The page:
Soldier Plate Carrier System

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Soldier Plate Carrier System
Soldier Plate Carrier System (SPCS).jpg
A Soldier Plate Carrier in MultiCam camouflage
TypeBulletproof vest
Place of originUnited States
Service history
Used byU.S. Army
WarsGlobal War on Terrorism
Production history
DesignerKDH Defense Systems
Weightapprox. 22 lbs (about 10 kg)

The Soldier Plate Carrier System (SPCS), known commercially as the KDH Magnum TAC-1, is a bulletproof vest developed for the U.S. Army which provides protection in accordance with if not greater than, the Improved Outer Tactical Vest.[1] The SPCS is a lighter alternative to the IOTV, with increased mobility and comfort.


In 2009 the U.S. Army began testing various commercial, off-the-shelf plate carriers for issuing to troops deploying to Afghanistan as a lighter and more comfortable alternative to the IOTV. The KDH Defense Systems Magnum TAC-1 plate carrier was chosen over other competitors. An initial contract worth $18.6 million was signed with KDH for 57,000 plate carriers.[2]

Contractors include KDH Defense Systems (first generation), and Carter Enterprises (second generation).[1]


Ballistic protection is provided by the Small Arms Protective Insert (SAPI) family of plates (also used in the IOTV), and soft armor behind the plates. Enhanced Side Ballistic Insert (ESBI) plates can be optionally attached with soft armor behind them as well. Initially the SPCS offered only a side plate pouch, however a cummerbund is now available as an alternative. Alternatively, a set of straps can be use in place of the side plate pouch and cummerbund if no side armor or MOLLE webbing is needed.[3] The standard IOTV groin protector and lower back protector can be optionally mounted. [4]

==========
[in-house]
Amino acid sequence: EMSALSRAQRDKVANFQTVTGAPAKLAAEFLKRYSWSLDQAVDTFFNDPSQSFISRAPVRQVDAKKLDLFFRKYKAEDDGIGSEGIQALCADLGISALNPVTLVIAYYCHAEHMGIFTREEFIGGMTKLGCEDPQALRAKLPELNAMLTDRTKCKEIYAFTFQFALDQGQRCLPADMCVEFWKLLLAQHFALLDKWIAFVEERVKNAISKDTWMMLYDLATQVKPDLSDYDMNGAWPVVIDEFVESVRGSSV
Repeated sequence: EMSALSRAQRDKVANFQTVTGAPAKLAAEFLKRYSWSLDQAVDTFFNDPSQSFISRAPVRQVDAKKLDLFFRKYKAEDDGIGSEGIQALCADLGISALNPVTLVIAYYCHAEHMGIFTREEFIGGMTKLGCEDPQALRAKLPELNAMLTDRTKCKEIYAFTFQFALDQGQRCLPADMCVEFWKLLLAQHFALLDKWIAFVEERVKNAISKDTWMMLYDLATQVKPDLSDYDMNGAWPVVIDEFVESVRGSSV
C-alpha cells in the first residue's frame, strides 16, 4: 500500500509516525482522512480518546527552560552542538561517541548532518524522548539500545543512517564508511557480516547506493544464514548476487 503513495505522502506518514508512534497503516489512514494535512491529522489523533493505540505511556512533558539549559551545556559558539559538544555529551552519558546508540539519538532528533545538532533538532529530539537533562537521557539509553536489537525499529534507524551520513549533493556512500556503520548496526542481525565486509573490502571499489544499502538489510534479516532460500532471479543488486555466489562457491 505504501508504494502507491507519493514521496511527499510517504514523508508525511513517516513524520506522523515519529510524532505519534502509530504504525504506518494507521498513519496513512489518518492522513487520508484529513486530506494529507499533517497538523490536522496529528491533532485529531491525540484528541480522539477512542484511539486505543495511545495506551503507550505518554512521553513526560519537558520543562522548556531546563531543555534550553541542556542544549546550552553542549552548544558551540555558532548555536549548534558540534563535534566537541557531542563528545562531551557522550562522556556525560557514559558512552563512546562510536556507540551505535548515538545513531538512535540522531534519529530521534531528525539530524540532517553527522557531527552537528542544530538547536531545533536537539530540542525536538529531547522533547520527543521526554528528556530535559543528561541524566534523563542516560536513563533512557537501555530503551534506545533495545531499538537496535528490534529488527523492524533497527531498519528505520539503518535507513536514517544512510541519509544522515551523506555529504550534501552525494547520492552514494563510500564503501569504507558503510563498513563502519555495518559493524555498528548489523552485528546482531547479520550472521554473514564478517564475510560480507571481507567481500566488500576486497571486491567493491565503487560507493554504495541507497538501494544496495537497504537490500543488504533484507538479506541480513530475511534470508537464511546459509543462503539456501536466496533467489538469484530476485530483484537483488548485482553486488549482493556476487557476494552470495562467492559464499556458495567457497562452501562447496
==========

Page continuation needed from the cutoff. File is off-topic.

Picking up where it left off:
Several sizes of the SPCS are available, and the fitting can be adjusted using the friction adapters on the cummerbund and padded shoulder straps. Modular Lightweight Load-carrying Equipment (MOLLE) webbing is located on the front and back pieces, and also the cummerbund/side plate pouch for mounting a variety of pouches and equipment. A quick release cable is located on the front of the collar for rapidly doffing the vest in an emergency. Initially the SPCS was issued in the Universal Camouflage Pattern, which was later replaced with MultiCam. A medium SPCS with ESAPI and ESBI plates weighs about 22 pounds.[1]

An improved version of the SPCS known as the Generation II features a completely new quick release system based on that of the Generation III IOTV, which uses 4 buckles (2 for the shoulder straps, and 2 to connect each cummerbund to the front carrier) connected to the quick release handle with a steel cable. This results in quicker doffing, easier reassembly and more options for taking the plate carrier on and off. [5]


  1. ^ a b c "Program Executive Officer Portfolio FY17". U.S. Army. Retrieved 11 August 2017.
  2. ^ "The Soldier Plate Carrier System - A Journey". Soldier Systems Daily. 16 December 2009. Retrieved 30 May 2020.
  3. ^ "Technical Manual, Operators Manual for Soldier Plate Carrier System (SPCS)" (PDF). CIE Hub. 1 December 2013. Retrieved 22 September 2020.
  4. ^ "Magnum TAC-1 Soldier Plate Carrier System (SPCS)" (PDF). KDH Defense Systems. 2015.
  5. ^ "Soldier Plate Carrier System". CIE Hub. Retrieved 22 September 2020.